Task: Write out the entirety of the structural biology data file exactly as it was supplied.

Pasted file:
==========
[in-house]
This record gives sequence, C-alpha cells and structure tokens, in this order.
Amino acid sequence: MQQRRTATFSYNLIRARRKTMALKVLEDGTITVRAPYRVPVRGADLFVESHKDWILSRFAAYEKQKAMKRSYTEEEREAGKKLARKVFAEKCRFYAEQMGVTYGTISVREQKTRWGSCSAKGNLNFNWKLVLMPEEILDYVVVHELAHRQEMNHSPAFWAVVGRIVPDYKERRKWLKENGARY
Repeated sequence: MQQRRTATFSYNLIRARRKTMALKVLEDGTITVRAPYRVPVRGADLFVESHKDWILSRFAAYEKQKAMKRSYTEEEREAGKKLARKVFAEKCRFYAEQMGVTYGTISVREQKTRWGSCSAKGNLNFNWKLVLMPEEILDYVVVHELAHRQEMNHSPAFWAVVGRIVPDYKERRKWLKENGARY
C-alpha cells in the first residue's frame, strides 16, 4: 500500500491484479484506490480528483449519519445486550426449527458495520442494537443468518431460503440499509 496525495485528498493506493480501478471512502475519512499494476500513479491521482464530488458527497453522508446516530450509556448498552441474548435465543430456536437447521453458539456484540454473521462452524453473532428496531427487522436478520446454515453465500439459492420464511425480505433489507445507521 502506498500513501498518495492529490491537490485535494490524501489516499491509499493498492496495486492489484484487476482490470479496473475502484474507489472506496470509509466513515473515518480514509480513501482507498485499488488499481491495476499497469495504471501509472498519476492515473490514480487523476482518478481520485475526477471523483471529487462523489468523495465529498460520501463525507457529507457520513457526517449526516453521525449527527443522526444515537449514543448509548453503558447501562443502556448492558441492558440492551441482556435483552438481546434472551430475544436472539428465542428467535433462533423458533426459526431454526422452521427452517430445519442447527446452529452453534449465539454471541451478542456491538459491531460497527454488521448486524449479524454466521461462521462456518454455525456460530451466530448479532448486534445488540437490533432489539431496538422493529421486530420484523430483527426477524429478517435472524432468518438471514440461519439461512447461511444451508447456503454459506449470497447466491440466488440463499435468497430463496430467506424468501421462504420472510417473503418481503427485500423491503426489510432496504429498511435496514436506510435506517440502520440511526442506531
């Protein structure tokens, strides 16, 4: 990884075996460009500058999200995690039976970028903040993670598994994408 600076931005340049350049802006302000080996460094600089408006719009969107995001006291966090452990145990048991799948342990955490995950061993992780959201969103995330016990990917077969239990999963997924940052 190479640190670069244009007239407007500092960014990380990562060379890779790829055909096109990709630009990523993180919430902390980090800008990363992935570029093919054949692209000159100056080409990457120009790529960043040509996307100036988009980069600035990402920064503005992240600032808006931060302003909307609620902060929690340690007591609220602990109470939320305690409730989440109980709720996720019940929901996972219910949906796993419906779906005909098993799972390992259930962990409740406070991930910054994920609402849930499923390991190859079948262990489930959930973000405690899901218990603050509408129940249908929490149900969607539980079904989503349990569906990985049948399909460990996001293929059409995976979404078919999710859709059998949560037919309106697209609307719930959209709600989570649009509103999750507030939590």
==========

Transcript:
[in-house]
This record gives sequence, C-alpha cells and structure tokens, in this order.
Amino acid sequence: MQQRRTATFSYNLIRARRKTMALKVLEDGTITVRAPYRVPVRGADLFVESHKDWILSRFAAYEKQKAMKRSYTEEEREAGKKLARKVFAEKCRFYAEQMGVTYGTISVREQKTRWGSCSAKGNLNFNWKLVLMPEEILDYVVVHELAHRQEMNHSPAFWAVVGRIVPDYKERRKWLKENGARY
Repeated sequence: MQQRRTATFSYNLIRARRKTMALKVLEDGTITVRAPYRVPVRGADLFVESHKDWILSRFAAYEKQKAMKRSYTEEEREAGKKLARKVFAEKCRFYAEQMGVTYGTISVREQKTRWGSCSAKGNLNFNWKLVLMPEEILDYVVVHELAHRQEMNHSPAFWAVVGRIVPDYKERRKWLKENGARY
C-alpha cells in the first residue's frame, strides 16, 4: 500500500491484479484506490480528483449519519445486550426449527458495520442494537443468518431460503440499509 496525495485528498493506493480501478471512502475519512499494476500513479491521482464530488458527497453522508446516530450509556448498552441474548435465543430456536437447521453458539456484540454473521462452524453473532428496531427487522436478520446454515453465500439459492420464511425480505433489507445507521 502506498500513501498518495492529490491537490485535494490524501489516499491509499493498492496495486492489484484487476482490470479496473475502484474507489472506496470509509466513515473515518480514509480513501482507498485499488488499481491495476499497469495504471501509472498519476492515473490514480487523476482518478481520485475526477471523483471529487462523489468523495465529498460520501463525507457529507457520513457526517449526516453521525449527527443522526444515537449514543448509548453503558447501562443502556448492558441492558440492551441482556435483552438481546434472551430475544436472539428465542428467535433462533423458533426459526431454526422452521427452517430445519442447527446452529452453534449465539454471541451478542456491538459491531460497527454488521448486524449479524454466521461462521462456518454455525456460530451466530448479532448486534445488540437490533432489539431496538422493529421486530420484523430483527426477524429478517435472524432468518438471514440461519439461512447461511444451508447456503454459506449470497447466491440466488440463499435468497430463496430467506424468501421462504420472510417473503418481503427485500423491503426489510432496504429498511435496514436506510435506517440502520440511526442506531
């Protein structure tokens, strides 16, 4: 990884075996460009500058999200995690039976970028903040993670598994994408 600076931005340049350049802006302000080996460094600089408006719009969107995001006291966090452990145990048991799948342990955490995950061993992780959201969103995330016990990917077969239990999963997924940052 190479640190670069244009007239407007500092960014990380990562060379890779790829055909096109990709630009990523993180919430902390980090800008990363992935570029093919054949692209000159100056080409990457120009790529960043040509996307100036988009980069600035990402920064503005992240600032808006931060302003909307609620902060929690340690007591609220602990109470939320305690409730989440109980709720996720019940929901996972219910949906796993419906779906005909098993799972390992259930962990409740406070991930910054994920609402849930499923390991190859079948262990489930959930973000405690899901218990603050509408129940249908929490149900969607539980079904989503349990569906990985049948399909460990996001293929059409995976979404078919999710859709059998949560037919309106697209609307719930959209709600989570649009509103999750507030939590």